Philadelphia Phillies' Kody Clemens, third from right, and teammates celebrate after he drove in the winning run in the team's baseball game against the Detroit Tigers, Thursday, June 8, 2023, in Philadelphia. The Phillies won 3-2. (AP Photo/Chris Szagola)

Last week, the Phillies went into Citi Field to play a series against the Mets. It did not go well.

New York basically ran the Phils out of town, with Philadelphia scoring just three runs total across all three games. Once again, Phillies players found themselves looking up at their rivals in the standings, a Mets logo firmly imprinted on each of their foreheads.

One week later, the Phillies are suddenly ahead of their NL East rivals. 

After winning their fifth straight game Thursday night, the Phils enter their weekend series against the Dodgers at 30-32, a half-game better than New York, who were swept in absolutely torturous fashion by the front-running Atlanta Braves.

The pain for the Mets doesn’t end there. They have now lost six in a row and dropped five games in the standings to the Phils since their meeting a week ago. New York has ridden the struggle bus for most of the season, dealing with many of the same issues the Phillies have — lackluster starting pitching and anemic offensive performances.

They’re not alone. Last year’s National League playoff teams have been struggling through the first nine weeks of this season. The two teams the Phils beat in the postseason last year, the Cardinals and Padres, are also having a rough go.

St. Louis has been one of the worst teams in baseball, and sit at 26-37 heading into the weekend, a whopping seven games out of the wild card race — just two NL squads, the Nationals and Rockies, hold worse records. Despite a lineup with perennial All-Star candidates in Nolan Arenado and Paul Goldschmidt, the Cards can’t do anything right this year and are likely to turn into sellers at the trade deadline.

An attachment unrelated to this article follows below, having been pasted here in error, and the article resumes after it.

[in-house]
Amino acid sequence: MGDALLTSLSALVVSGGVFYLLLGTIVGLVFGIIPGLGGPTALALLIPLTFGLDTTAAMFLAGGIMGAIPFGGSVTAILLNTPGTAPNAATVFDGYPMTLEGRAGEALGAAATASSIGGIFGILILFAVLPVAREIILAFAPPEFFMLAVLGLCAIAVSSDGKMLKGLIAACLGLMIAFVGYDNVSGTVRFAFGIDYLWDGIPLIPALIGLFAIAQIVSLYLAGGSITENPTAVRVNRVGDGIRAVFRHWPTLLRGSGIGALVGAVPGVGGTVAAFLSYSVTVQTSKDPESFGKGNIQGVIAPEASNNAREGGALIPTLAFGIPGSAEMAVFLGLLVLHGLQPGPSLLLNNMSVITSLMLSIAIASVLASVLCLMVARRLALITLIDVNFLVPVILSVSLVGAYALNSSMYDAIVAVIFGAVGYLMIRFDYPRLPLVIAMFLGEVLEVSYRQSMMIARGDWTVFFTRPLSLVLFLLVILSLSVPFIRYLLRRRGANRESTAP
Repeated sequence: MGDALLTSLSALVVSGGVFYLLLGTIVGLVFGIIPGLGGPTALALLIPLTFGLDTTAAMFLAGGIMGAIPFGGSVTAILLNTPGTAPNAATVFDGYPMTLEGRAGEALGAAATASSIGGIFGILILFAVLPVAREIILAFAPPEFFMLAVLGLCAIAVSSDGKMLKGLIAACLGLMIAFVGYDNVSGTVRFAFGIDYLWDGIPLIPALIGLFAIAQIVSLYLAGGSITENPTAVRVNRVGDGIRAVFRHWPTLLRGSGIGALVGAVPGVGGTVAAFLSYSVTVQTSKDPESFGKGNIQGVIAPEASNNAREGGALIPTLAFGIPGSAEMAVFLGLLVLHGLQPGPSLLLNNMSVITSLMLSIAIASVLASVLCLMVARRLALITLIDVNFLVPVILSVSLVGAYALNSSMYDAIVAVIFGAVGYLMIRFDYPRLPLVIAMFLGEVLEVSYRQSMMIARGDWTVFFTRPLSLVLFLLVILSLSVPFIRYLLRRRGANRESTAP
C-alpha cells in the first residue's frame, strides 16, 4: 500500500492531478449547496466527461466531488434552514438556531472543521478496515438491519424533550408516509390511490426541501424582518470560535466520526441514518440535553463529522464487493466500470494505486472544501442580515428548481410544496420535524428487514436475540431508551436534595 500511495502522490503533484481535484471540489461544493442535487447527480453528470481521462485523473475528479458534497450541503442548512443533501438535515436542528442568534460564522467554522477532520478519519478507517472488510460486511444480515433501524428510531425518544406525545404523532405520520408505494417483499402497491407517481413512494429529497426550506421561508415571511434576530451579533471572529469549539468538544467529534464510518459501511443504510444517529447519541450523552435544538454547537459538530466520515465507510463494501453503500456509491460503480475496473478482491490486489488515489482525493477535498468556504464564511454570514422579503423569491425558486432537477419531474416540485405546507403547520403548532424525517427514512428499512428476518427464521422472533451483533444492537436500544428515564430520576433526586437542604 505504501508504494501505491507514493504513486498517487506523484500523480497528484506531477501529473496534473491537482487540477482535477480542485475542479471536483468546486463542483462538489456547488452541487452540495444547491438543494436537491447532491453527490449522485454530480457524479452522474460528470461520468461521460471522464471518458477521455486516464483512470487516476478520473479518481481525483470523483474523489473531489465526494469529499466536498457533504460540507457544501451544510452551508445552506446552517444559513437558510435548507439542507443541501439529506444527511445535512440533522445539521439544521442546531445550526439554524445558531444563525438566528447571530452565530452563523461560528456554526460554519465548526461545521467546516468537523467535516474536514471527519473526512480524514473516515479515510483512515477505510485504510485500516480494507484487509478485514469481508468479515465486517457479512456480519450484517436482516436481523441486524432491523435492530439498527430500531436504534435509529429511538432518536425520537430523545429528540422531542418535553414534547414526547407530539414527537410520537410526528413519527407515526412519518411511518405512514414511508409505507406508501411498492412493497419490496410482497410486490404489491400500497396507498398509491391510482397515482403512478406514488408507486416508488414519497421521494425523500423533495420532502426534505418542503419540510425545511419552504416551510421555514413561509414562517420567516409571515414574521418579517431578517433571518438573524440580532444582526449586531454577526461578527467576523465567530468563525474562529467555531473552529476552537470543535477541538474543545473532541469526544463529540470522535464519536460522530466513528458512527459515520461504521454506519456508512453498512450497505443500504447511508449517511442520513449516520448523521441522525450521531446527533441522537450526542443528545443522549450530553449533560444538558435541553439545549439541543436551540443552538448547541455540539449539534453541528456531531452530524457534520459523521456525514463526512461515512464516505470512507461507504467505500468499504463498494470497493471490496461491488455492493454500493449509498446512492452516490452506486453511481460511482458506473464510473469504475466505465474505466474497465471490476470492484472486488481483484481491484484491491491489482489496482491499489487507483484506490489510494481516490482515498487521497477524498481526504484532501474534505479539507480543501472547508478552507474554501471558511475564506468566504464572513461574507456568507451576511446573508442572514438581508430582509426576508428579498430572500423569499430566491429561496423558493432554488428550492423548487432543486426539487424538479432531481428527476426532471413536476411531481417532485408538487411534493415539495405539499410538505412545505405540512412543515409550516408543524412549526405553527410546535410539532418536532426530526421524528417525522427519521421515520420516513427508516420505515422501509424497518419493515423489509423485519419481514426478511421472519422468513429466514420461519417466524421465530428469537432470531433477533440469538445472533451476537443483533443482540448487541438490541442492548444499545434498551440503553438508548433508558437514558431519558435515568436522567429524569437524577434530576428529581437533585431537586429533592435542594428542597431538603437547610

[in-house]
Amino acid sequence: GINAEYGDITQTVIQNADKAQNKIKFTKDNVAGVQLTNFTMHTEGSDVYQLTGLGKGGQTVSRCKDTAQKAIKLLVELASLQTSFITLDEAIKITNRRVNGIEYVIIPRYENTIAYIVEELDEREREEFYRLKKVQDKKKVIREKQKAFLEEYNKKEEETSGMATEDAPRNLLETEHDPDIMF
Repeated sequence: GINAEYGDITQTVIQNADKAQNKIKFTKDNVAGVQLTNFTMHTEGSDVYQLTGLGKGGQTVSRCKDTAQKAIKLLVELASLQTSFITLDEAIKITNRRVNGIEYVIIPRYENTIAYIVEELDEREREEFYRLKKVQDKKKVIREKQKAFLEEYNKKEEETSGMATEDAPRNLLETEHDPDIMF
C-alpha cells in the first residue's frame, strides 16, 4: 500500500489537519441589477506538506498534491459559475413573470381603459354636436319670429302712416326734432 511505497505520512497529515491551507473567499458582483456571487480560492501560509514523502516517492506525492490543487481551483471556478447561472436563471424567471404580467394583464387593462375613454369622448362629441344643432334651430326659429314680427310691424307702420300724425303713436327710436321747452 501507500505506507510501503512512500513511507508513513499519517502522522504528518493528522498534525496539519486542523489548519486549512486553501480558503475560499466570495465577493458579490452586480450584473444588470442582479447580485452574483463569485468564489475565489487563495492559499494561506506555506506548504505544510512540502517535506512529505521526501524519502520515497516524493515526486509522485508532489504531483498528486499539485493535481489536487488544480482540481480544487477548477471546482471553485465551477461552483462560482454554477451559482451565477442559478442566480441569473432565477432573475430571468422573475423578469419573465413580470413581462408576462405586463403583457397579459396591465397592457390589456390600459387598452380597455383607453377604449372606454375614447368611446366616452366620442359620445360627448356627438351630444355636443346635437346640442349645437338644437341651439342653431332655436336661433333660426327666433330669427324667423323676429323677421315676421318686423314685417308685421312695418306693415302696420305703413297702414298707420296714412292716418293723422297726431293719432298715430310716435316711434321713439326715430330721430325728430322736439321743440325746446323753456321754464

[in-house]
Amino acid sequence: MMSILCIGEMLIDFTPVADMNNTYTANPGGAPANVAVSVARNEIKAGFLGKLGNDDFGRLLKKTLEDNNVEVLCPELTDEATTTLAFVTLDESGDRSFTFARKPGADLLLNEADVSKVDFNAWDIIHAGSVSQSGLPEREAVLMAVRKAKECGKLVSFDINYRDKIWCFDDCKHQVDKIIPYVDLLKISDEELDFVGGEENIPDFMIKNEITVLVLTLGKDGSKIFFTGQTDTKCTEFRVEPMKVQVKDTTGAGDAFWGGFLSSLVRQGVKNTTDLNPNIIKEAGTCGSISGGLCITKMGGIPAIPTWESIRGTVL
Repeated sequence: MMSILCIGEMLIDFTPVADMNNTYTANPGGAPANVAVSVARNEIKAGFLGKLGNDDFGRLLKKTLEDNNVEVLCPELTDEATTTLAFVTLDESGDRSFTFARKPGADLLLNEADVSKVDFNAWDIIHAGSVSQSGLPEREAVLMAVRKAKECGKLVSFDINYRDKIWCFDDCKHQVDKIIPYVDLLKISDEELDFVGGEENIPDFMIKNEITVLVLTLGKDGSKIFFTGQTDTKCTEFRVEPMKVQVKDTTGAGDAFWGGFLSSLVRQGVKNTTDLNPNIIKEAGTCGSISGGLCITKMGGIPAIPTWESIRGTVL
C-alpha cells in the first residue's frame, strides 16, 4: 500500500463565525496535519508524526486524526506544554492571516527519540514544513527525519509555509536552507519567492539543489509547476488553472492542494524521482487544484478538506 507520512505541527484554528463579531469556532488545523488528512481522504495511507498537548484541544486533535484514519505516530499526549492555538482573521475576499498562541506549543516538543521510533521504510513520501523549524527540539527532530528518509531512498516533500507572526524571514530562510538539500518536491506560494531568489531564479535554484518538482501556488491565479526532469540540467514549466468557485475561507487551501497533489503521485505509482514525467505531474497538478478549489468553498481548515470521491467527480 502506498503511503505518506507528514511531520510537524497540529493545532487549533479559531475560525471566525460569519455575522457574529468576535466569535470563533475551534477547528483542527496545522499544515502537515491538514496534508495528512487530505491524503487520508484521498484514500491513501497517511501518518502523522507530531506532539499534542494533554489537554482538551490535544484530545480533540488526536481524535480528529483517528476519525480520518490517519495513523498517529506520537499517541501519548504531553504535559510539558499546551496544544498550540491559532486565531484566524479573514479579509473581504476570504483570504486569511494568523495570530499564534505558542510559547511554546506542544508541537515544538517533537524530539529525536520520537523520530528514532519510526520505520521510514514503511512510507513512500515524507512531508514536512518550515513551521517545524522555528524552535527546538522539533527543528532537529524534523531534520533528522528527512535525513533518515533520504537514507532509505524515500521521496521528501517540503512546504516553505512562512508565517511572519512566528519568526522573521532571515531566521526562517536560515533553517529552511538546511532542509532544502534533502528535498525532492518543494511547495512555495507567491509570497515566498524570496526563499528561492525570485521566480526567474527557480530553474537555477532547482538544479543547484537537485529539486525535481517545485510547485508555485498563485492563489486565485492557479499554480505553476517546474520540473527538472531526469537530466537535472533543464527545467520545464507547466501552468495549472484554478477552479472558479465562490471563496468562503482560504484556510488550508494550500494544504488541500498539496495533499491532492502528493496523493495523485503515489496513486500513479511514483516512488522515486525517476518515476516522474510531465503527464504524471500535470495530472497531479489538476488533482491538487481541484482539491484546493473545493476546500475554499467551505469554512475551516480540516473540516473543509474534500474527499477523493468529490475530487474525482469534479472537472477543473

And after an off-season spending spree, San Diego is just 29-33, a game behind the Phils and a half-game behind New York. Despite a lineup littered with studs like Juan Soto, Manny Machado and Fernando Tatis, Jr., they can’t seem to get out of their own way, either. 

There are lots of reasons all four teams have failed to gain traction, and it’s fair to note some upstart teams like the Marlins (35-28, winners of six straight!), Pirates (32-29), Giants (32-30) and Reds (29-34) are doing much better than expected.
On this week’s edition of Hittin’ Season, I was joined by Washington Post national baseball writer Chelsea Janes as we discussed the plight of these National League teams and which of them she thinks will end up reaching the postseason — spoiler alert: good news, Phils fans! — and which will fall short.

John Stolnis grew up in Delco as a rabid fan of all Philadelphia sports, but the Phillies have always held a special place in his heart, particularly those disappointing Juan Samuel-led teams of the late...